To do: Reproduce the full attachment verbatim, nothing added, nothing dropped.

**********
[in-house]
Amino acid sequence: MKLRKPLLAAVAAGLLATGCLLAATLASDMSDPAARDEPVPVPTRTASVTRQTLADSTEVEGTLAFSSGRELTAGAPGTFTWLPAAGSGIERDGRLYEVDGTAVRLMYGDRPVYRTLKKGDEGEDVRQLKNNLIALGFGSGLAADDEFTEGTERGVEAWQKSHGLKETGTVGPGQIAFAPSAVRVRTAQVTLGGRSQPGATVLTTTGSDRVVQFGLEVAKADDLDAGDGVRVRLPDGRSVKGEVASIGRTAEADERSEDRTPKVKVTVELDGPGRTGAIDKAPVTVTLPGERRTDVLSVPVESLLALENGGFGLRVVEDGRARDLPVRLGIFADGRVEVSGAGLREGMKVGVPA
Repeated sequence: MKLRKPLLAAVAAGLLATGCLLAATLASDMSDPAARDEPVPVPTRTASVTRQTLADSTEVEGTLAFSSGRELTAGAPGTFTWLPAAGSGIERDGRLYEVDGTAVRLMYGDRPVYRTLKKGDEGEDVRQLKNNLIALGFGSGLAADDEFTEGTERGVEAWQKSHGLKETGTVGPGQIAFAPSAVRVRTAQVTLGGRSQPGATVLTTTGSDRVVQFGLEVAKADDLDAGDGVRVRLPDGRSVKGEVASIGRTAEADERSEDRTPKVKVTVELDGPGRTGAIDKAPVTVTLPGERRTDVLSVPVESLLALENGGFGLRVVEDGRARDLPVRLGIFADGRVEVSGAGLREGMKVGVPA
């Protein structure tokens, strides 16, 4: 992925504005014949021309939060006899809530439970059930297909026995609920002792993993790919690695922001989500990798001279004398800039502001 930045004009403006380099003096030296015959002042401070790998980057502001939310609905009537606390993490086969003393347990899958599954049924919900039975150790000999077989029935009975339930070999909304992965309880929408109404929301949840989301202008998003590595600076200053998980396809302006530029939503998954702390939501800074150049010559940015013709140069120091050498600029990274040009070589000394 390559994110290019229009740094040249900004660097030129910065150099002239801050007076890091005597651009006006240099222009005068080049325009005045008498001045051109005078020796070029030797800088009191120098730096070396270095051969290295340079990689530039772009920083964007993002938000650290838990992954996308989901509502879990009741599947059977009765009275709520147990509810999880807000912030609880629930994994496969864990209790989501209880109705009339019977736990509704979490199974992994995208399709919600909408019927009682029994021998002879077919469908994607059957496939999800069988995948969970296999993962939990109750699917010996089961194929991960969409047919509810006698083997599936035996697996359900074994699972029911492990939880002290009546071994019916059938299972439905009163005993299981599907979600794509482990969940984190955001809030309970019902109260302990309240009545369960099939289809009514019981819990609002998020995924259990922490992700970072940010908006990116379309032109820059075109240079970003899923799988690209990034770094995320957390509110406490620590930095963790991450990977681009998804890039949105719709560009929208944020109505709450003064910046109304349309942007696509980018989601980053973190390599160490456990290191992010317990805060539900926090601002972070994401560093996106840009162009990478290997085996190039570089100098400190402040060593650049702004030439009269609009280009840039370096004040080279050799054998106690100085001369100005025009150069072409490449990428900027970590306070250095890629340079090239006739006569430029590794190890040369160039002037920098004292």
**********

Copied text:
[in-house]
Amino acid sequence: MKLRKPLLAAVAAGLLATGCLLAATLASDMSDPAARDEPVPVPTRTASVTRQTLADSTEVEGTLAFSSGRELTAGAPGTFTWLPAAGSGIERDGRLYEVDGTAVRLMYGDRPVYRTLKKGDEGEDVRQLKNNLIALGFGSGLAADDEFTEGTERGVEAWQKSHGLKETGTVGPGQIAFAPSAVRVRTAQVTLGGRSQPGATVLTTTGSDRVVQFGLEVAKADDLDAGDGVRVRLPDGRSVKGEVASIGRTAEADERSEDRTPKVKVTVELDGPGRTGAIDKAPVTVTLPGERRTDVLSVPVESLLALENGGFGLRVVEDGRARDLPVRLGIFADGRVEVSGAGLREGMKVGVPA
Repeated sequence: MKLRKPLLAAVAAGLLATGCLLAATLASDMSDPAARDEPVPVPTRTASVTRQTLADSTEVEGTLAFSSGRELTAGAPGTFTWLPAAGSGIERDGRLYEVDGTAVRLMYGDRPVYRTLKKGDEGEDVRQLKNNLIALGFGSGLAADDEFTEGTERGVEAWQKSHGLKETGTVGPGQIAFAPSAVRVRTAQVTLGGRSQPGATVLTTTGSDRVVQFGLEVAKADDLDAGDGVRVRLPDGRSVKGEVASIGRTAEADERSEDRTPKVKVTVELDGPGRTGAIDKAPVTVTLPGERRTDVLSVPVESLLALENGGFGLRVVEDGRARDLPVRLGIFADGRVEVSGAGLREGMKVGVPA
């Protein structure tokens, strides 16, 4: 992925504005014949021309939060006899809530439970059930297909026995609920002792993993790919690695922001989500990798001279004398800039502001 930045004009403006380099003096030296015959002042401070790998980057502001939310609905009537606390993490086969003393347990899958599954049924919900039975150790000999077989029935009975339930070999909304992965309880929408109404929301949840989301202008998003590595600076200053998980396809302006530029939503998954702390939501800074150049010559940015013709140069120091050498600029990274040009070589000394 390559994110290019229009740094040249900004660097030129910065150099002239801050007076890091005597651009006006240099222009005068080049325009005045008498001045051109005078020796070029030797800088009191120098730096070396270095051969290295340079990689530039772009920083964007993002938000650290838990992954996308989901509502879990009741599947059977009765009275709520147990509810999880807000912030609880629930994994496969864990209790989501209880109705009339019977736990509704979490199974992994995208399709919600909408019927009682029994021998002879077919469908994607059957496939999800069988995948969970296999993962939990109750699917010996089961194929991960969409047919509810006698083997599936035996697996359900074994699972029911492990939880002290009546071994019916059938299972439905009163005993299981599907979600794509482990969940984190955001809030309970019902109260302990309240009545369960099939289809009514019981819990609002998020995924259990922490992700970072940010908006990116379309032109820059075109240079970003899923799988690209990034770094995320957390509110406490620590930095963790991450990977681009998804890039949105719709560009929208944020109505709450003064910046109304349309942007696509980018989601980053973190390599160490456990290191992010317990805060539900926090601002972070994401560093996106840009162009990478290997085996190039570089100098400190402040060593650049702004030439009269609009280009840039370096004040080279050799054998106690100085001369100005025009150069072409490449990428900027970590306070250095890629340079090239006739006569430029590794190890040369160039002037920098004292």